Wednesday, March 09, 2005

Burning soldiers again

Last year, in March 2004, started the infamous case of the Fort Mara soldiers who were burnt live in the confinement cell. To date we still do not know who started that fire, nor how was it started. However, General Uson who in a talk show said that the "accident" was started with a flame thrower was promptly sent to jail for "speaking against the honor of the Army" or such nonsense. A few months later the MD who attended the soldiers and could not save them were accused of medical malpractice. I have not heard from them lately so I do not know whether they are on trial. There was also two cases involving direct military brutality still without serious investigation: a drown soldier and the torture to death of an indigent by some soldiers. In all fairness at least the case of an AD supporter shot by a military seems to have advanced in court: apparently there are too many witnesses to stop that investigation.

The names of the victims have become irrelevant as the only ones that land in jail are those that denounce military brutality and deal with its effects; they are the only ones that stand to run into trouble with the justice be them generals, medical doctors who treat the victims or the journalists who try to inquire. Shooting the messenger, in a time tested method for short term cover up.

Monday night we heard again of two soldiers who "accidentally" burnt themselves. Again? How could that be possible? How could confinement cells have not been replaced or at least made fire proof after Fort Mara one year ago?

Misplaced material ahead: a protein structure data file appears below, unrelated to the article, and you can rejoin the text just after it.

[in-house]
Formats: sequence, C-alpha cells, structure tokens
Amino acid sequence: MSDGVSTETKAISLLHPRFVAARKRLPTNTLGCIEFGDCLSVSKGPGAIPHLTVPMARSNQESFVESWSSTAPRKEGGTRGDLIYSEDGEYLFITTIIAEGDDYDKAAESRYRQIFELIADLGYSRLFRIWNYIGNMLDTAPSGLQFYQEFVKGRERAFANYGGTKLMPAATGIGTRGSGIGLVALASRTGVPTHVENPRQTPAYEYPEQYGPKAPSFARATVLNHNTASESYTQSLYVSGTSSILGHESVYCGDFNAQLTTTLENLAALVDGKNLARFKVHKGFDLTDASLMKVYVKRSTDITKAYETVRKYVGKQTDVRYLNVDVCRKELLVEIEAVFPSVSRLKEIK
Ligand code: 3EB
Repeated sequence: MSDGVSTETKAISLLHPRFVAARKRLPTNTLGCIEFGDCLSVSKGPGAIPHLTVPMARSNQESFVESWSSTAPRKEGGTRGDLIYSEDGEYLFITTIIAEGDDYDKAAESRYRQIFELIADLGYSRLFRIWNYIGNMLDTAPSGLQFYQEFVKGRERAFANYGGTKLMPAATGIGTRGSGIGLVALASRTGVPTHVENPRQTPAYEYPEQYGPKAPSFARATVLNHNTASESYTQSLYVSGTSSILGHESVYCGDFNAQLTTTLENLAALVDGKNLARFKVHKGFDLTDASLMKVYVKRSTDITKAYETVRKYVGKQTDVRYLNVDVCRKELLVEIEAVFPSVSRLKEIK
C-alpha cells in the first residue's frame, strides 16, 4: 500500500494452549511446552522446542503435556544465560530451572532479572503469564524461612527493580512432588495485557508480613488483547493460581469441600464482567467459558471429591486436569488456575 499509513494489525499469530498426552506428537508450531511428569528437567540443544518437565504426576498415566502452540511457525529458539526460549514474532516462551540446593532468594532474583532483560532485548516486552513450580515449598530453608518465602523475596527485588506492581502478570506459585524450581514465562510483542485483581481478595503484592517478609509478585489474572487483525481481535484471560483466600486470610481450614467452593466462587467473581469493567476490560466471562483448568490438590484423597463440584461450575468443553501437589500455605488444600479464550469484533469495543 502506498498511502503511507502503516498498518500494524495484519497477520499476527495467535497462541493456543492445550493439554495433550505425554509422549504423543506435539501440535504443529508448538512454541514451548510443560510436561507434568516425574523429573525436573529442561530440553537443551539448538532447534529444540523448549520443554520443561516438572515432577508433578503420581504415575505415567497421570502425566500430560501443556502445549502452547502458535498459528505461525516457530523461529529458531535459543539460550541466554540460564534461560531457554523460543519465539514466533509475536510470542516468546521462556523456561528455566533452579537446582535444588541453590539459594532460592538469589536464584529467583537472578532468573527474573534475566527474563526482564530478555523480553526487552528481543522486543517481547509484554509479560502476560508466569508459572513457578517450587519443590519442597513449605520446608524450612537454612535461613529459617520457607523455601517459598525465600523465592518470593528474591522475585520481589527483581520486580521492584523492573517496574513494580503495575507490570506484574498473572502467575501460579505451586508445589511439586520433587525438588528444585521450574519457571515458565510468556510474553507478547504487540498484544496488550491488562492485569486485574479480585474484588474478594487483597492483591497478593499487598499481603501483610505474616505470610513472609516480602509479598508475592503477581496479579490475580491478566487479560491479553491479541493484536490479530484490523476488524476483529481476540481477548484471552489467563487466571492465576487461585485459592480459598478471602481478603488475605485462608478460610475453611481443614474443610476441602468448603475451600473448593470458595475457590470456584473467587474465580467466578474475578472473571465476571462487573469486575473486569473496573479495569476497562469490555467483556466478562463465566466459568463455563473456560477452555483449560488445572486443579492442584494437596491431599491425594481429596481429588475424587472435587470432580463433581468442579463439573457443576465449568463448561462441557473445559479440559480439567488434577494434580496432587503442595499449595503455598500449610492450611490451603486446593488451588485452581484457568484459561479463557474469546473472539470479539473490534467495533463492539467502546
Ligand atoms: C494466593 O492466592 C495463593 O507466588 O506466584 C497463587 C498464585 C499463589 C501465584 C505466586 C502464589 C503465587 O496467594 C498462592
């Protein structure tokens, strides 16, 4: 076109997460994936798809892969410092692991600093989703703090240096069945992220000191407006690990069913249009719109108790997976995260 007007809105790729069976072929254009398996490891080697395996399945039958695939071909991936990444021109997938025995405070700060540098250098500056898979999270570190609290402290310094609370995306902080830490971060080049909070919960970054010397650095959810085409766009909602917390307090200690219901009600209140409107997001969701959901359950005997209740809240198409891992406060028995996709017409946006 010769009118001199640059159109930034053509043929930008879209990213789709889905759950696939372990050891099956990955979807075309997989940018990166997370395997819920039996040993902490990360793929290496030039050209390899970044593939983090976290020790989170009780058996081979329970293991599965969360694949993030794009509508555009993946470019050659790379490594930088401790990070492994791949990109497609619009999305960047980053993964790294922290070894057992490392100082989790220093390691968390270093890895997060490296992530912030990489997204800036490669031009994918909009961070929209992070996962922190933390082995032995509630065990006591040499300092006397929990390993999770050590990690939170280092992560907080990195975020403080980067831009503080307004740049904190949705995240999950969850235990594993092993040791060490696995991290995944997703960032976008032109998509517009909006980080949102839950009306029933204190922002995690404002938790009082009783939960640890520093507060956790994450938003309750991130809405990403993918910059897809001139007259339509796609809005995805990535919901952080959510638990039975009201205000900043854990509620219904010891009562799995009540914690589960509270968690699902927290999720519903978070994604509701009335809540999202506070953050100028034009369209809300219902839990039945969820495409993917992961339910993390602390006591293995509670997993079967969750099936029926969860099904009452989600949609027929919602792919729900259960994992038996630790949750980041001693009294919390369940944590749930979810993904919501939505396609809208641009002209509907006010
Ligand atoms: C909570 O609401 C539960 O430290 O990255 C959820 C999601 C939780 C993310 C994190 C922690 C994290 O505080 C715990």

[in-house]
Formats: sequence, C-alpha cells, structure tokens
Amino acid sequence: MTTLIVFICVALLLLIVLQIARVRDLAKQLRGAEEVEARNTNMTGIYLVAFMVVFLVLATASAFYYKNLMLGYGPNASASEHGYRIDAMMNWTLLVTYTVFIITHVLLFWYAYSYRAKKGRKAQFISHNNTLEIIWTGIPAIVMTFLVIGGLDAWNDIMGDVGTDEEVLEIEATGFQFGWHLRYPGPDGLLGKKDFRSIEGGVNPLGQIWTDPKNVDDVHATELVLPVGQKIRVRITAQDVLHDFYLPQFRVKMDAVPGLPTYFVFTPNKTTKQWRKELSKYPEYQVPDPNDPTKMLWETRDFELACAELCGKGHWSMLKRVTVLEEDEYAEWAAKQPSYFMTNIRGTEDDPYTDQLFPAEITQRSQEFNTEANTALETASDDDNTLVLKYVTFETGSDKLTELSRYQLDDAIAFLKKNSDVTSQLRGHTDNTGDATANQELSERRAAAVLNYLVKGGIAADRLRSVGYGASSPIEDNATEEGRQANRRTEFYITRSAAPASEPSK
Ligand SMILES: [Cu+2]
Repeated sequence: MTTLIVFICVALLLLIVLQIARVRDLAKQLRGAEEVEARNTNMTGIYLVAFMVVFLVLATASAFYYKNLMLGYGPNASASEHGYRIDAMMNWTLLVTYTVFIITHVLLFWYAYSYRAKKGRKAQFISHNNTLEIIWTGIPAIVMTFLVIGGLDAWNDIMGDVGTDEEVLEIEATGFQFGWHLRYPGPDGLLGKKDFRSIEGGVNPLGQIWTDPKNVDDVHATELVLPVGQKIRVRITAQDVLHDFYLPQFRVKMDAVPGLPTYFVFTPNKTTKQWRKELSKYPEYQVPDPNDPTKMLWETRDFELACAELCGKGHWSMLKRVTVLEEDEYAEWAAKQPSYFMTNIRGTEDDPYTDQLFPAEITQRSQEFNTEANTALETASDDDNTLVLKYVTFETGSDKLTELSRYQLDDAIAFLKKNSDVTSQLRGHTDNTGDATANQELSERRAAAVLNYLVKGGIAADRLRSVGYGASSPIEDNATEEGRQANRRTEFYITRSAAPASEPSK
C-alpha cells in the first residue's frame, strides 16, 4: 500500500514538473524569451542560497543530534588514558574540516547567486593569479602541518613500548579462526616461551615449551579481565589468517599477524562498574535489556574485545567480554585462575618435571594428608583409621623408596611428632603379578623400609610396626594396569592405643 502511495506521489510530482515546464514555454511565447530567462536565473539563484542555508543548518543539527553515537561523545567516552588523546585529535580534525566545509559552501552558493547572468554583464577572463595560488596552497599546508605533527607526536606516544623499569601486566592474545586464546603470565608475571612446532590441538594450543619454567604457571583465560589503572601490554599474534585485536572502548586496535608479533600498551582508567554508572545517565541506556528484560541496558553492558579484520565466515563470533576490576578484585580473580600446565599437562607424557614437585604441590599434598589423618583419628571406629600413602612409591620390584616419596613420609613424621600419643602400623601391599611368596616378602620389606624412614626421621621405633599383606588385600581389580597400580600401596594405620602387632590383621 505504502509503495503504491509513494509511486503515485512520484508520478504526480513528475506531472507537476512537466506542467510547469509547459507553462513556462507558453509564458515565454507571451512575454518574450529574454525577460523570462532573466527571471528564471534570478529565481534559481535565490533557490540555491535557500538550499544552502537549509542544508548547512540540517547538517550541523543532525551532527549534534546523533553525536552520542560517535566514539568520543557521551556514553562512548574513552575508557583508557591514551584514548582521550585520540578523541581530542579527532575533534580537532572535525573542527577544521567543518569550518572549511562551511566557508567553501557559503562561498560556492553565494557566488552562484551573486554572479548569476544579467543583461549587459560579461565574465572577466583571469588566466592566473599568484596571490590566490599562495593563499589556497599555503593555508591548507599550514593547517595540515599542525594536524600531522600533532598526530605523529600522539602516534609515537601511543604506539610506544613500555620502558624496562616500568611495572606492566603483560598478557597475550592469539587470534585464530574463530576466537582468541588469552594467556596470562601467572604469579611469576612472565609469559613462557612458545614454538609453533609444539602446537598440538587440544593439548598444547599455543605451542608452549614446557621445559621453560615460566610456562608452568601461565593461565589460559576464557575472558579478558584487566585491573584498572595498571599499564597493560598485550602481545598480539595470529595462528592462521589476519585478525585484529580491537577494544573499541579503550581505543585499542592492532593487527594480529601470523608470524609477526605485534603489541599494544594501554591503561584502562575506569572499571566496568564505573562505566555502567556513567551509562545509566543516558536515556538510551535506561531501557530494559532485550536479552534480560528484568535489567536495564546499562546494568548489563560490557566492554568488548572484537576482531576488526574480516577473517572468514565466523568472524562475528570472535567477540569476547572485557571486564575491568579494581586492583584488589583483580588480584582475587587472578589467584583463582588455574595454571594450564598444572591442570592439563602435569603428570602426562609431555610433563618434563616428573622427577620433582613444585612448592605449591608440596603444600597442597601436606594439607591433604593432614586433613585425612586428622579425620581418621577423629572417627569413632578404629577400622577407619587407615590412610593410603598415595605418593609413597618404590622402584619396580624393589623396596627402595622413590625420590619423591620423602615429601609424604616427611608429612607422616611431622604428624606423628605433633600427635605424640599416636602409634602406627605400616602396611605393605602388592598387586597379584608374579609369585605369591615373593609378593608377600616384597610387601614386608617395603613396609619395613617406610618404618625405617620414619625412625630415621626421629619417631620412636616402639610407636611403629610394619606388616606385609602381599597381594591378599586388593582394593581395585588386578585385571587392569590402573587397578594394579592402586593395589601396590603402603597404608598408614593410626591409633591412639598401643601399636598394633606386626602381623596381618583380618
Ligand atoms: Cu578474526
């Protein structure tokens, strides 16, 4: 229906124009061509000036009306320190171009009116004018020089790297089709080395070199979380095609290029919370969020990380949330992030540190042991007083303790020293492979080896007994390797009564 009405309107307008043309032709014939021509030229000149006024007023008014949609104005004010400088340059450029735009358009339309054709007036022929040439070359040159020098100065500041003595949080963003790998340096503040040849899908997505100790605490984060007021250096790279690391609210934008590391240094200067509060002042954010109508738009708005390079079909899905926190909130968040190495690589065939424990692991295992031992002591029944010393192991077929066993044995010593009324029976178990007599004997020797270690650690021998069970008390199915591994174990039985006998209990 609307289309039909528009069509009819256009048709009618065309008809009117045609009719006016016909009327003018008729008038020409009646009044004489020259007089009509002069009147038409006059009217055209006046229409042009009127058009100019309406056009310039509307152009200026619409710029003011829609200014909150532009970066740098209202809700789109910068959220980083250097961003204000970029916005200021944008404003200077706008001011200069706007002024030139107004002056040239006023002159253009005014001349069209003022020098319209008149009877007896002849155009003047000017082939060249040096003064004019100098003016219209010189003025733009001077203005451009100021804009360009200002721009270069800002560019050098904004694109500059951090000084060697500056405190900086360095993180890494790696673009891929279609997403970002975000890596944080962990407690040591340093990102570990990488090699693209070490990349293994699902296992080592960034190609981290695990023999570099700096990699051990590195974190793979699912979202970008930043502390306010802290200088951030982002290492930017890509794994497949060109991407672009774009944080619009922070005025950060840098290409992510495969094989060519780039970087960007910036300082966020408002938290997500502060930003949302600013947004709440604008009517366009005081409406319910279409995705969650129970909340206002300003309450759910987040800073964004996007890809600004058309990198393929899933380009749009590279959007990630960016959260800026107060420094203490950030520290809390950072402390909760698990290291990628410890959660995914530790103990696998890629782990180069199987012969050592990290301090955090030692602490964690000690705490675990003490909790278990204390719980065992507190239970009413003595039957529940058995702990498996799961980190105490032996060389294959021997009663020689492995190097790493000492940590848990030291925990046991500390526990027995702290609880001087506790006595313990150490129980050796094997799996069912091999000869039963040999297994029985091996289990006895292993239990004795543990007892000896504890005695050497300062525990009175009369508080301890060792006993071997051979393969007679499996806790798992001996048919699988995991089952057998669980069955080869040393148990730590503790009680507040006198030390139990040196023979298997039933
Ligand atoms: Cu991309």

Amazingly, the disgust of the whole thing rattling a few within the presidential entourage, a backbencher from the president's party has called for suppressing the system of confinement cells in place. But I have not heard much diligence from those bakbenchers to pursue previous abuses. Is it just an initiative to try to force the army to apply more discrete ways of "punishment"?

Another disturbing development is a much more subdued media/press reporting the event, although this time there is some hint that indeed it might have been accidental. Or at least this blogger dearly hopes so. But one cannot fail to observe the effects of the "gag" law which had the dead line for some of its provisions reached this week and thus put into effect. It is detrimental to small kids to hear how soldiers are roasted live so the news must gag themselves. I hope that this is the reason for the subdued reporting and not fear since we all know that the real aim fo the law is to limit daytime criticism of governmental actions.

But I am not afraid and I will report, again, that Venezuela is in fact a hidden military regime where some sectors of the armed forces do as they please. Be them cashing at the bank or abusing human rights. We have read that story everywhere through our continent troubled history, but since it is done now "in the name of the people" some are only too willing to turn a blind eye to such acts. But History also shows us that sooner or later all is revealed and those who did not raise their voices find in turn the finger pointing at them. Look at Chile where the role of the judicial system was finally exposed a few weeks ago. Look at Eastern Europe slowly digging through its communist graves after having been digging through its fascists graves. Sooner or later a similar report will be written for Venezuela. Of this I am sure.

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